• Managing the supply chain to optimize the movement of PPE, ventilators, and supplies across the care network;
  • Establishing standardized clinical guidelines and practices across the system;
  • Rapidly expanding capacity in hot spots, including standing up surge units and even entire hospitals to meet the demand for care;
  • Coordinating staffing needs across the care network;
  • Expanding testing capabilities with the creation of a national, high-capacity testing laboratory that can process 10,000 tests per day with a 24-36 hour turnaround time;
  • Rapidly scaling virtual care capabilities across its large physician network, reaching a peak of more than 40,000 visits per day and currently accounts for approximately 20% of all visits;
  • Pausing billing for COVID-19 treatment while additional assistance for patients was secured;
  • Acquiring an ownership stake in a domestic manufacturer of PPE to bolster its supply chain;
  • Working with federal, state and local health officials on response plans.

At the same time, CommonSpirit worked to manage its costs with as little impact as possible on its clinical care and workforce. Cost-saving measures like executive pay deductions and freezes on discretionary spending and capital projects were implemented early in March, with the system still applying a stringent review process for any new projects.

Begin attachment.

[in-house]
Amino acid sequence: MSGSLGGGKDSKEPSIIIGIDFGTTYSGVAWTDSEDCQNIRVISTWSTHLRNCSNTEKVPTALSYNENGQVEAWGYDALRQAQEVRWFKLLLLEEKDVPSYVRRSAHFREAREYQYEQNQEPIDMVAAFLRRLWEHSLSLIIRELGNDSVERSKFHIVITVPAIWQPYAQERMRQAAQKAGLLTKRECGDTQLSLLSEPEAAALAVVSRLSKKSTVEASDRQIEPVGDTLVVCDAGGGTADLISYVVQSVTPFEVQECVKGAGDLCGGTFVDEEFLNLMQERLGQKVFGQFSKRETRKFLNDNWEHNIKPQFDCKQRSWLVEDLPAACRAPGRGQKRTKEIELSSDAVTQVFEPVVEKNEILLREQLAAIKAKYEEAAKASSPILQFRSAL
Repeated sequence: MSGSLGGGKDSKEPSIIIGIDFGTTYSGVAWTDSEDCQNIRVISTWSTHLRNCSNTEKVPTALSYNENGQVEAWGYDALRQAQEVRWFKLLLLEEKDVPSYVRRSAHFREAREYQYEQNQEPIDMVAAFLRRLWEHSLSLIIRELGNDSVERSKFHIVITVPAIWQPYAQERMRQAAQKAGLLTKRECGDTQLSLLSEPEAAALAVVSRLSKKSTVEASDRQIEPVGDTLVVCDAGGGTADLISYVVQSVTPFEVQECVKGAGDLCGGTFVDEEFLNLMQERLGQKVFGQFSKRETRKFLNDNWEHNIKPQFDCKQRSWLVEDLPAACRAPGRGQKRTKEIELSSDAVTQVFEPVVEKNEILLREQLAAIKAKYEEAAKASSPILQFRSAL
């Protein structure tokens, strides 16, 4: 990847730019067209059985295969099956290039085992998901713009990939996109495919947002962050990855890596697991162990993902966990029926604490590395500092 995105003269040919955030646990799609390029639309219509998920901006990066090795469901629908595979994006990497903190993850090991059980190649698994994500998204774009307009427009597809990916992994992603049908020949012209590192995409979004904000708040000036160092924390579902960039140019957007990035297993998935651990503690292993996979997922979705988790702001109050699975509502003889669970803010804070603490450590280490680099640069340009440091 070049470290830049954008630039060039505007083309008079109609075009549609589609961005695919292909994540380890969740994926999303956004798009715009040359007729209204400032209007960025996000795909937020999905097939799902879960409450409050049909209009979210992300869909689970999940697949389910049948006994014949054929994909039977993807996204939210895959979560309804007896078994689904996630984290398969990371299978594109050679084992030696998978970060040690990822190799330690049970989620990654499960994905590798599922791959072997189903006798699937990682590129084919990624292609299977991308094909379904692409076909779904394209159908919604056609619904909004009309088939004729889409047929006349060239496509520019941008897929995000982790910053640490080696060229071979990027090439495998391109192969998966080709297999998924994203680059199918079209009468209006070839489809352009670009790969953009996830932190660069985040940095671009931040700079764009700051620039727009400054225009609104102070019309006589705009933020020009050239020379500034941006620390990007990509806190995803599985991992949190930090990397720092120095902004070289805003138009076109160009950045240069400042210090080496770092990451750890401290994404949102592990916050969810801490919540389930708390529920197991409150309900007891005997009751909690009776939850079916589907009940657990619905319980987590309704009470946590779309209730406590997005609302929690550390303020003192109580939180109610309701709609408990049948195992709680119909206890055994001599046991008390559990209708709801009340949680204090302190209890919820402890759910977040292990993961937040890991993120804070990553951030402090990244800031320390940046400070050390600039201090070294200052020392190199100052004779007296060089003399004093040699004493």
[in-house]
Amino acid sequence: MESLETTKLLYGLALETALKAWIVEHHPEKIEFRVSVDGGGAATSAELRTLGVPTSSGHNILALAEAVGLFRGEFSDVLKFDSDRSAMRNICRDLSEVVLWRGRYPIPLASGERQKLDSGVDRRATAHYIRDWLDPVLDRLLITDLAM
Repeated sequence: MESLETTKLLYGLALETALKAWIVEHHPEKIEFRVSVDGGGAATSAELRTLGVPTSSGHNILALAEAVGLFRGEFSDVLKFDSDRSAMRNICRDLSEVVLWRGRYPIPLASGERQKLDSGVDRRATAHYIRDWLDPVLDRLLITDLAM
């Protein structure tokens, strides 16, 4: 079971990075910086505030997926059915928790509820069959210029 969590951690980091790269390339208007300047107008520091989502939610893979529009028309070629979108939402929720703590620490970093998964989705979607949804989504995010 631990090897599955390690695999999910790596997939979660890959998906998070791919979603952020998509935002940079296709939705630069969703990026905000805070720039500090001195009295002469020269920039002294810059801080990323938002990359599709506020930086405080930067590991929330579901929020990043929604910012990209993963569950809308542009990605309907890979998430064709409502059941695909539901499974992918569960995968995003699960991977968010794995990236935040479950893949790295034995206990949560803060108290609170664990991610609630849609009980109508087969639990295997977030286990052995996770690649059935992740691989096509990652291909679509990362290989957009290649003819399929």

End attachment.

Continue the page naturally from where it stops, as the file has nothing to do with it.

Strategic Direction

While CommonSpirit focuses on performance recovery in the near term, it is simultaneously setting a new strategic direction for its future. The organization has accelerated a strategic planning process and is once again making progress toward cost saving goals.

CommonSpirit continues to make major investments in growing its continuum of health care services in key markets. Virtual care will continue to play a major role moving forward as new regulations ease providers’ ability to deliver care across state lines. And CommonSpirit continues to make progress toward becoming a leader in value-based care; the organization now serves more than 2.5 million patients as part of value-based care arrangements.

As the pandemic has exposed significant health disparities, CommonSpirit has also made a public commitment to advancing health equity and social justice by examining how it provides upstream social services, increases access and cares for patients with chronic conditions.

“The pandemic has only reinforced that we need to make changes if we’re going to improve health outcomes and sustain our organization long into the future,” said Morissette. “As challenging as this year has been, it’s also an opportunity to accelerate our strategic planning. Now, we have sharpened our focus on expanding our continuum of pre- and post-acute services, continuing to take on risk in value-based arrangements, and positioning ourselves as leaders in advancing health equity for every person in our communities.”

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About CommonSpirit Health:

CommonSpirit Health is a nonprofit, Catholic health system dedicated to advancing health for all people. It was created in February 2019 through the alignment of Catholic Health Initiatives and Dignity Health. CommonSpirit Health is committed to creating healthier communities, delivering exceptional patient care, and ensuring every person has access to quality health care. With a team of approximately 150,000 employees and 25,000 physicians and advanced practice clinicians, CommonSpirit Health operates 137 hospitals and more than 1000 care sites across 21 states. In FY 2019, Catholic Health Initiatives and Dignity Health had combined revenues of nearly $29 billion and provided $4.45 billion in charity care, community benefit, and unreimbursed government programs. Learn more at www.commonspirit.org.